Henry Chadwick

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When I saw Henry Chadwick walk into Pete’s Candy Store, I thought he was a spitting image of one of The Beatles in their earlier years (to find out later he’s a huge fan of them). He definitely channeled his inner British humorist on stage as well, while rocking away without a drummer and a guest bassist. Regardless, the show went on and the crowd laughed and clapped along to his music, which is a smooth mix of 60s rock, pop and indie.

BTRtoday (BTR): Hi, Henry! If Henry is your real name, and not a stage name!

Henry Chadwick (HC): [Laughs] Oh, it is my real name, I’m not clever enough for that.

BTR: How did you get into music?

HC: I grew up with my dad being an audio engineer in the 80s in Hollywood at Cherokee Studios. It was pretty crazy down there. He worked there until my older brother was born – it was too crazy for him to keep the job and have a kid— and moved to the Bay Area. He saved up a bunch of musical equipment over the years and built a home studio. I grew up being brainwashed into music, learning about recording from a young age. And my mom was a singer and songwriter back then, too. She still does that, but doesn’t play shows anymore. So with time I started recording my own bands there and then other people’s bands and I ended up going to a community college in Santa Cruz for recording arts. So one way or another, I’ve been involved with music for a long time.

BTR: How did you start your current project?

HC: I used write and play and front for this band called “My Stupid Brother,” with my older brother George back in the day. We were big fans of Green Day and pop-punk, and stuff, because that was the time we grew up in. We played in that band for a long time. He moved away to New York to get his Master’s degree, and became an adult with a wife and a kid on the way and a dog, so not a lot of time left for messing with bands… And I played drums in another band, and things were winding down, but I had all these songs I wrote and I needed to keep putting out my music, so I started recording my stuff guerrilla style and after sessions, and whatever I could squeeze in. Then I had a few songs that started to sound like there was something… and I figured, I’ll always be me and I should just put it out under my own name… I can’t break up with myself.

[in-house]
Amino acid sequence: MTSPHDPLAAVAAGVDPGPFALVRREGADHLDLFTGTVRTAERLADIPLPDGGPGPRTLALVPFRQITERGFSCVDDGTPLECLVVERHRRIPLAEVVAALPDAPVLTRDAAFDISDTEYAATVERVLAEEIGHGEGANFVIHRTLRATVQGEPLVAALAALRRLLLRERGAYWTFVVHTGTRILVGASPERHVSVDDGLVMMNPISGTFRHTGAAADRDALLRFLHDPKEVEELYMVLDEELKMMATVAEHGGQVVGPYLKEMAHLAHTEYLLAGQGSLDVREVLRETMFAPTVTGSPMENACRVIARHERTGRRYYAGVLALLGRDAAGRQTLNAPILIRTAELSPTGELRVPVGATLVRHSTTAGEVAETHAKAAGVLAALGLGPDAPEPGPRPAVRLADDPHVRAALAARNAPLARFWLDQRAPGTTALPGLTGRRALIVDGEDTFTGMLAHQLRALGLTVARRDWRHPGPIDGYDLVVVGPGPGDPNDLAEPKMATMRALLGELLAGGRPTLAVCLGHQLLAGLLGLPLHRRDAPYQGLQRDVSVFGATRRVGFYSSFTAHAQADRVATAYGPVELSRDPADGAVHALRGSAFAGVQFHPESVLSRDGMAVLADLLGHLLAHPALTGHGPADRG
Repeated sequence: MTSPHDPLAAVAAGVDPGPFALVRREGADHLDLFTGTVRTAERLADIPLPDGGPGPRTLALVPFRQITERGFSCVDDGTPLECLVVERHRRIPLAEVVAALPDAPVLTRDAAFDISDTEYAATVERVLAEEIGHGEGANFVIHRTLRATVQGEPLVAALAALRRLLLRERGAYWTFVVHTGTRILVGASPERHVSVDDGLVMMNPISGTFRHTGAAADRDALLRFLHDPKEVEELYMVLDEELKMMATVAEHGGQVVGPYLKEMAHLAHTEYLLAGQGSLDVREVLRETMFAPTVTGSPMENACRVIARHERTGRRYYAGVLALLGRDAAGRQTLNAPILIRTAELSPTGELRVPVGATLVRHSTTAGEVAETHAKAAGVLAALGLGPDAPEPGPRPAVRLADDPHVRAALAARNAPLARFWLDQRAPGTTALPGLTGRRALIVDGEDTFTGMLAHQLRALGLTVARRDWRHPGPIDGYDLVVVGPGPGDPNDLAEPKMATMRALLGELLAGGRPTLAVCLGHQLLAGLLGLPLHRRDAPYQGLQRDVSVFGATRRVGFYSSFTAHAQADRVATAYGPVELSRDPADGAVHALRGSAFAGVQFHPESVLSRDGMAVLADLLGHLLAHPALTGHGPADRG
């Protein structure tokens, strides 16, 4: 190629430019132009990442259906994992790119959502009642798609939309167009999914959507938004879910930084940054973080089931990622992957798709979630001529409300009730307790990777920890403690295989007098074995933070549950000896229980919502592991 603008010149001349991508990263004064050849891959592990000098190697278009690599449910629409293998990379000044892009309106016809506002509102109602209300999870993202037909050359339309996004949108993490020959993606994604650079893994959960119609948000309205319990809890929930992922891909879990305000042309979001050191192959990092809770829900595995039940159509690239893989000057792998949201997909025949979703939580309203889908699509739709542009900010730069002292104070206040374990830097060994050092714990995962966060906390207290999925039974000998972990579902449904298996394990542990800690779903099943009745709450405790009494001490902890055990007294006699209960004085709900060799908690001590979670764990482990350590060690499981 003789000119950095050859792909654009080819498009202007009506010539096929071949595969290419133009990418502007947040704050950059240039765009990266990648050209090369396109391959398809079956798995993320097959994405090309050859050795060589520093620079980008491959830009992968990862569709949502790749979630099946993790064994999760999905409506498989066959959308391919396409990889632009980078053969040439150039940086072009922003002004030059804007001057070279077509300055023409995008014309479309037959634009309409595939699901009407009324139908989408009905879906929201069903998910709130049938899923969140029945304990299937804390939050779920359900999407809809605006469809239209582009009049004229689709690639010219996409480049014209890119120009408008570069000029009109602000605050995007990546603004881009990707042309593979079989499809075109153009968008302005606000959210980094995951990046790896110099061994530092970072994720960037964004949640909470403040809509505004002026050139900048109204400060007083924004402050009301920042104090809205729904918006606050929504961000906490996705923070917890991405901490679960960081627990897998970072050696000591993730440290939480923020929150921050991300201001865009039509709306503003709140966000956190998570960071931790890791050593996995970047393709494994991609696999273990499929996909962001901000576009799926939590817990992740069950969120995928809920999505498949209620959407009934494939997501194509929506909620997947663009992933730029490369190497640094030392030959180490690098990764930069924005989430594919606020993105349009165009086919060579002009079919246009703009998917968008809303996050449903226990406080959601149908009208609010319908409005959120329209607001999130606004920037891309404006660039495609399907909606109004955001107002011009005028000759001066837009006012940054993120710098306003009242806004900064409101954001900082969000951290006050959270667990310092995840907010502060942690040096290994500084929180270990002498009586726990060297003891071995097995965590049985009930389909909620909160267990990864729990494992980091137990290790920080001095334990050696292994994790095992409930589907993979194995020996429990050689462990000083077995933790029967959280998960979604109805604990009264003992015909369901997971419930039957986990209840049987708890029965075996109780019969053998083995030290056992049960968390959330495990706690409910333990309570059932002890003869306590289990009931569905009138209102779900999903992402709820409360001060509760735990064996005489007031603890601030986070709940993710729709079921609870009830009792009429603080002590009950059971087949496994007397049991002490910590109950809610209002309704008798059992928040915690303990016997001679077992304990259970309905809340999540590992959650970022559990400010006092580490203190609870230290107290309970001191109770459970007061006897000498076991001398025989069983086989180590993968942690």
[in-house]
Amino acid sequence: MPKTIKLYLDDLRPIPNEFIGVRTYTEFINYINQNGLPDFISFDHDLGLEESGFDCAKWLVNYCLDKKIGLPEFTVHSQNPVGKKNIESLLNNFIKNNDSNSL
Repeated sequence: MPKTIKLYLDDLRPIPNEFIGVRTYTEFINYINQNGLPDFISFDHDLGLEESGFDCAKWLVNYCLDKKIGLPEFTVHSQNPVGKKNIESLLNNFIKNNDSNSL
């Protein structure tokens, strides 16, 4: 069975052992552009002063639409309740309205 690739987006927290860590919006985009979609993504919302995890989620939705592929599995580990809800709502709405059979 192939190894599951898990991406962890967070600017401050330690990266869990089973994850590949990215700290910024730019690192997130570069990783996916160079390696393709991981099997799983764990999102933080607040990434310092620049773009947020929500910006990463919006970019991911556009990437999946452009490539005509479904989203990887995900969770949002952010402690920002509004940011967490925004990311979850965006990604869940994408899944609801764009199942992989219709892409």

BTR: That would be pretty upsetting if you broke up with yourself!

HC: Yeah, that would suck [laughs].

BTR: What inspires you to make music?

HC: I usually make music when I’m not in the best mood ever. Usually it’s a way to work through some stuff. It’s cliché to say, but it’s almost like therapeutic. I just love music, it’s the best thing and make the most sense, and I start writing music to make myself feel better. And it usually it works.

BTR: What are your musical inspirations?

HC: Well what’s tried and true for me are The Beatles and Beach Boys, The kinks, Nirvana… those are the old standards. Lately, out of newer bands, I’ve been getting into Mac De Marco, Cage the Elephant, there’s a lot of cool bands that are sort of in between genres and keeping it fresh and the music alive. I recently went back to a Harry Nilsson kick, that was exciting.

BTR: If you could only listen to one album for the rest of your life, what would it be?

HC: OH GOD… that might be the hardest question. It’s the hardest question. One album to rule them all… I really… Jeez. I don’t think I can answer that… One album that I’ve always gone back to, since the beginning of time, is Revolver by the Beatles. I love the Beatles and that album is the perfect blend of their early stuff but also starting to get trippy and psychedelic. Right before it was full-blown “other” Beatles.. And I love the sound, I love the songs.

BTR: Do you have a record player?

HC: Yes, I do.

BTR: Good. That’s the only way to listen to The Beatles.

HC: Yes, it’s true, I have my grandmas old record player with built-in speakers, but I need to upgrade to a nice legitimate one.

BTR: How does performing make you feel?

HC: Good, very good. I usually feel very happy after I play a show. I get nervous beforehand and on stage I just feel so ridiculous that I end up having a lot of fun, and after I feel so good because it seems like I conquered something.

BTR: What message are you sending to your audience?

HC: Here we are. Let’s all have a good time, because it’s easy not to, so let’s try to have some fun. I really like it out here, I feel like these are my people out here, it’s cool, it’s my jam. No slight on the West Coast, that’s home. But people seem so no bullshit out here and It’s cool. And the stuff that I like is more popular out here, which is cool. Musically and otherwise, New York is cool, something for everyone.

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